Magazine article Mathematics Teaching

Mathemagic on the Motorway

Magazine article Mathematics Teaching

Mathemagic on the Motorway

Article excerpt

Carol Knights and Mike Ollerton discover that being stopped on a motorway can lead to a magical experience.

So there we were, stuck on the M6 between Birmingham and Manchester, travelling from one 'Rowland' venue to another. Mike sait! something ridiculous about Chichester being in Kent, and somehow we ended up at Mike Askew. Making a connection, Carol vaguely remembered an ATM conference opening adtlress at Ripon in 1994 (she doesn't get out much!) where Mike Askew had presented the following piece of Mathemagic...

* In the square grill above, choose a number, circle it and then cross out all other numbers in the same column as it, and then cross out all other numbers in the same row as it.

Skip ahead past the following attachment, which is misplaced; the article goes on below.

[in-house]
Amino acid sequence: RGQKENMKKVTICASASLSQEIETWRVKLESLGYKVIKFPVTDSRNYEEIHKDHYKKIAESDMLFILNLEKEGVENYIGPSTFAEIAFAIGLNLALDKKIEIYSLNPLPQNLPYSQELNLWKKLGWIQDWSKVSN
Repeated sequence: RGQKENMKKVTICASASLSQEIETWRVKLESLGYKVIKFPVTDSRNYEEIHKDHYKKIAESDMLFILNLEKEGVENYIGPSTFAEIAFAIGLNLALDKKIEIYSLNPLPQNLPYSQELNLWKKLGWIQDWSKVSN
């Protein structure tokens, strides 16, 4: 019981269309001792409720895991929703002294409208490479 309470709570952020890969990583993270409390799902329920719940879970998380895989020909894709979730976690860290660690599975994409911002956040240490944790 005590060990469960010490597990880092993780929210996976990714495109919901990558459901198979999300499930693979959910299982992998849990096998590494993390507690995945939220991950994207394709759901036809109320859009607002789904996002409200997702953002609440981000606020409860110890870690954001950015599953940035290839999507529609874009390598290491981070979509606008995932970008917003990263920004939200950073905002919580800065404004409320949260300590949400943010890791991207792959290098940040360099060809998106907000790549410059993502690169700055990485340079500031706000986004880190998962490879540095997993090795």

* From the remaining numbers, choose another, circle it and repeat the crossing out process.

* And another.

* You should onlv have one number left, circle it.

* Add the four circled numbers together.

What happens if you choose a different starting number?

Magic!

No peeping! Don't read beyond this bit if you haven't tried it.

The square grid is constructed as follows: Choose any values for a, h,c, d, w, x,y, and z.

The ''squareful' of magic is the 4-by-4 addition table without the a, b, c, d, w, x, y, z values arountl the edges.

For a particular 'squareful', why do you always get the same total?

How are these 'squareful' totals connected to vour initial values?

So once we'd got that one sorted, Mike posed a question about using products rather than sums. After exploring some maximum antl minimum value sums of 'squareful' products we decided there was nothing particularly special about them assuming we follow the same choosing antl crossing out process. …

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